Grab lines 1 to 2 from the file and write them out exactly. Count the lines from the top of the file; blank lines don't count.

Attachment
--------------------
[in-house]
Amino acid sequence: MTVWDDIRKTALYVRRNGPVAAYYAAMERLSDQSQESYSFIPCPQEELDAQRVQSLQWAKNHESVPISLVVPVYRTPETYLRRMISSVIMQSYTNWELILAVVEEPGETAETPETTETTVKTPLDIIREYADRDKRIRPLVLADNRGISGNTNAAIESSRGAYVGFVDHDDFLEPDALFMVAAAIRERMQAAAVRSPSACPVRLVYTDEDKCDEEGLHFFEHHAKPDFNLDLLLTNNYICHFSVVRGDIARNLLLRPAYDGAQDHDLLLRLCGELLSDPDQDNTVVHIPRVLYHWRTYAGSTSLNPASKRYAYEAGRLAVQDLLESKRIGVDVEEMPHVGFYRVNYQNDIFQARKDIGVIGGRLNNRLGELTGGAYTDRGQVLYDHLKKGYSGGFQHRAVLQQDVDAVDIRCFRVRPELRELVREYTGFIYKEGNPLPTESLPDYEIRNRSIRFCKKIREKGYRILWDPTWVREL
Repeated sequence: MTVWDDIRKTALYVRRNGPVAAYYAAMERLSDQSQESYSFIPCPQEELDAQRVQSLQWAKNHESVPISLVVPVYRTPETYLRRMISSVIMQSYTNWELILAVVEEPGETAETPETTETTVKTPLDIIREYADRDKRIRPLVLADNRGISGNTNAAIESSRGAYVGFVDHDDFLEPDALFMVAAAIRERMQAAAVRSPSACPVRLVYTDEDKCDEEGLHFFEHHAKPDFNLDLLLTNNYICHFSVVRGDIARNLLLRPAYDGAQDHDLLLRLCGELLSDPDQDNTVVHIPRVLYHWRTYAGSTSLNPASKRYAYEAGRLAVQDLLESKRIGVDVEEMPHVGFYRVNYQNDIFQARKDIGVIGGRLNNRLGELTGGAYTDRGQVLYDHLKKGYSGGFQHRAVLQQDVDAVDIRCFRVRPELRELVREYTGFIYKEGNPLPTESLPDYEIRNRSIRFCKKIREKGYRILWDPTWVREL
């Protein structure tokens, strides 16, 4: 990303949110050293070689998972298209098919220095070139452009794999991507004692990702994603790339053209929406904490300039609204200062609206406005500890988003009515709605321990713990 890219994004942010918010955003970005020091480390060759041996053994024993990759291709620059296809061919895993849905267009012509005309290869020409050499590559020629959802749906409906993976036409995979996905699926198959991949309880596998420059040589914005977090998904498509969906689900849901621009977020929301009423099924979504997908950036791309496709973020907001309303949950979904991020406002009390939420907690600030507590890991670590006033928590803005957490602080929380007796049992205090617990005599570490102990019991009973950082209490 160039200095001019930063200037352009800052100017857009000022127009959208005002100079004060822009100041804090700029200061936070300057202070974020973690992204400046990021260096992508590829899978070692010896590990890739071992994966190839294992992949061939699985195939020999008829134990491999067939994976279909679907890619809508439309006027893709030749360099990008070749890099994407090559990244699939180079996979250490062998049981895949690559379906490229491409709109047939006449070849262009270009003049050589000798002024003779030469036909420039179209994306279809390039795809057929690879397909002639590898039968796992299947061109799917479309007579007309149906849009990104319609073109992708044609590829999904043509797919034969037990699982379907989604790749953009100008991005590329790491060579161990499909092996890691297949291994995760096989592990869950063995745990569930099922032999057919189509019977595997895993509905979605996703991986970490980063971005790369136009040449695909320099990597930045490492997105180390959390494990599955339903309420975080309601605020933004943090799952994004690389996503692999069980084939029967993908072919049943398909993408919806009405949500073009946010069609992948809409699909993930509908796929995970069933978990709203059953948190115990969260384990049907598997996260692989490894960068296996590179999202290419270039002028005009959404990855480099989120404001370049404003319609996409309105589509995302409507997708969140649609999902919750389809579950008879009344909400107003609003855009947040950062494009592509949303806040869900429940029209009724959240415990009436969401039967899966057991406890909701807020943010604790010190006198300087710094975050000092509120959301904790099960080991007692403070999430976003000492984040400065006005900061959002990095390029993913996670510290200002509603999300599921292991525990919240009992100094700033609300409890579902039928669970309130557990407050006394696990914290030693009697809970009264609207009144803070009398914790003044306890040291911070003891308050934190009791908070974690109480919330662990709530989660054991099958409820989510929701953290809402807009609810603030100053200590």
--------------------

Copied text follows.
[in-house]
Amino acid sequence: MTVWDDIRKTALYVRRNGPVAAYYAAMERLSDQSQESYSFIPCPQEELDAQRVQSLQWAKNHESVPISLVVPVYRTPETYLRRMISSVIMQSYTNWELILAVVEEPGETAETPETTETTVKTPLDIIREYADRDKRIRPLVLADNRGISGNTNAAIESSRGAYVGFVDHDDFLEPDALFMVAAAIRERMQAAAVRSPSACPVRLVYTDEDKCDEEGLHFFEHHAKPDFNLDLLLTNNYICHFSVVRGDIARNLLLRPAYDGAQDHDLLLRLCGELLSDPDQDNTVVHIPRVLYHWRTYAGSTSLNPASKRYAYEAGRLAVQDLLESKRIGVDVEEMPHVGFYRVNYQNDIFQARKDIGVIGGRLNNRLGELTGGAYTDRGQVLYDHLKKGYSGGFQHRAVLQQDVDAVDIRCFRVRPELRELVREYTGFIYKEGNPLPTESLPDYEIRNRSIRFCKKIREKGYRILWDPTWVREL